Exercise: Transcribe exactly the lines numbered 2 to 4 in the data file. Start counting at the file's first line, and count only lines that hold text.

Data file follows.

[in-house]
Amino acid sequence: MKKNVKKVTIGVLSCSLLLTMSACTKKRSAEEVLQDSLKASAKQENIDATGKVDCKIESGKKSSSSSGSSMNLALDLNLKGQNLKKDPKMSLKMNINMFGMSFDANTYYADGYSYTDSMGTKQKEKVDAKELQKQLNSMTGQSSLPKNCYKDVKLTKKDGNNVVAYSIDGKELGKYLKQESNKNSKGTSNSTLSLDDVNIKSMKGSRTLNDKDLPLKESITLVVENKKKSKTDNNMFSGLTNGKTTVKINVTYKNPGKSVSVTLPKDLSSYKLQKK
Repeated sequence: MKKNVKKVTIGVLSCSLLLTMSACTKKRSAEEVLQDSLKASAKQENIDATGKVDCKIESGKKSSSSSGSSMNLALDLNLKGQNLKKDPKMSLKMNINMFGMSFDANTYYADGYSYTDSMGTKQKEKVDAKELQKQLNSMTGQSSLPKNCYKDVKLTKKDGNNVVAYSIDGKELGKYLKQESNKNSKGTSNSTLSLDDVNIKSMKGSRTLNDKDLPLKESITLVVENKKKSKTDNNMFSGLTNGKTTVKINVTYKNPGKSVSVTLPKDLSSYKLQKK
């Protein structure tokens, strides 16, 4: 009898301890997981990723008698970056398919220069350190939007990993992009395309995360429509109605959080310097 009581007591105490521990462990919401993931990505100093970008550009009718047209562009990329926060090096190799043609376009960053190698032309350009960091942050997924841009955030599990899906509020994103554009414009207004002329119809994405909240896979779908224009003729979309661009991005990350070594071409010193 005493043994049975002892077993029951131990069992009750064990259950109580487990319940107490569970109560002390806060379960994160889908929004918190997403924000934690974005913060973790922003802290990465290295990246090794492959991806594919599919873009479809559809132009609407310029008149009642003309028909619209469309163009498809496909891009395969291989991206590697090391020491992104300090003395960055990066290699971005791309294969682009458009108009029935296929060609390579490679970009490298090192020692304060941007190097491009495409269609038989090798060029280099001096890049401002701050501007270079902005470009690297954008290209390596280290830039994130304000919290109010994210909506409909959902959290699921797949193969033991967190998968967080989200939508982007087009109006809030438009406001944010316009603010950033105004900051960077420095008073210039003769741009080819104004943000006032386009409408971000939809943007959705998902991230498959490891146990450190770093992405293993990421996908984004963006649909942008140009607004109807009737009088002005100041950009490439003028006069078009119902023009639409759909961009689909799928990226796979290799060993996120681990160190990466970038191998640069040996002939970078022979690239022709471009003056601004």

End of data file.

Amino acid sequence: MKKNVKKVTIGVLSCSLLLTMSACTKKRSAEEVLQDSLKASAKQENIDATGKVDCKIESGKKSSSSSGSSMNLALDLNLKGQNLKKDPKMSLKMNINMFGMSFDANTYYADGYSYTDSMGTKQKEKVDAKELQKQLNSMTGQSSLPKNCYKDVKLTKKDGNNVVAYSIDGKELGKYLKQESNKNSKGTSNSTLSLDDVNIKSMKGSRTLNDKDLPLKESITLVVENKKKSKTDNNMFSGLTNGKTTVKINVTYKNPGKSVSVTLPKDLSSYKLQKK
Repeated sequence: MKKNVKKVTIGVLSCSLLLTMSACTKKRSAEEVLQDSLKASAKQENIDATGKVDCKIESGKKSSSSSGSSMNLALDLNLKGQNLKKDPKMSLKMNINMFGMSFDANTYYADGYSYTDSMGTKQKEKVDAKELQKQLNSMTGQSSLPKNCYKDVKLTKKDGNNVVAYSIDGKELGKYLKQESNKNSKGTSNSTLSLDDVNIKSMKGSRTLNDKDLPLKESITLVVENKKKSKTDNNMFSGLTNGKTTVKINVTYKNPGKSVSVTLPKDLSSYKLQKK
């Protein structure tokens, strides 16, 4: 009898301890997981990723008698970056398919220069350190939007990993992009395309995360429509109605959080310097 009581007591105490521990462990919401993931990505100093970008550009009718047209562009990329926060090096190799043609376009960053190698032309350009960091942050997924841009955030599990899906509020994103554009414009207004002329119809994405909240896979779908224009003729979309661009991005990350070594071409010193 005493043994049975002892077993029951131990069992009750064990259950109580487990319940107490569970109560002390806060379960994160889908929004918190997403924000934690974005913060973790922003802290990465290295990246090794492959991806594919599919873009479809559809132009609407310029008149009642003309028909619209469309163009498809496909891009395969291989991206590697090391020491992104300090003395960055990066290699971005791309294969682009458009108009029935296929060609390579490679970009490298090192020692304060941007190097491009495409269609038989090798060029280099001096890049401002701050501007270079902005470009690297954008290209390596280290830039994130304000919290109010994210909506409909959902959290699921797949193969033991967190998968967080989200939508982007087009109006809030438009406001944010316009603010950033105004900051960077420095008073210039003769741009080819104004943000006032386009409408971000939809943007959705998902991230498959490891146990450190770093992405293993990421996908984004963006649909942008140009607004109807009737009088002005100041950009490439003028006069078009119902023009639409759909961009689909799928990226796979290799060993996120681990160190990466970038191998640069040996002939970078022979690239022709471009003056601004």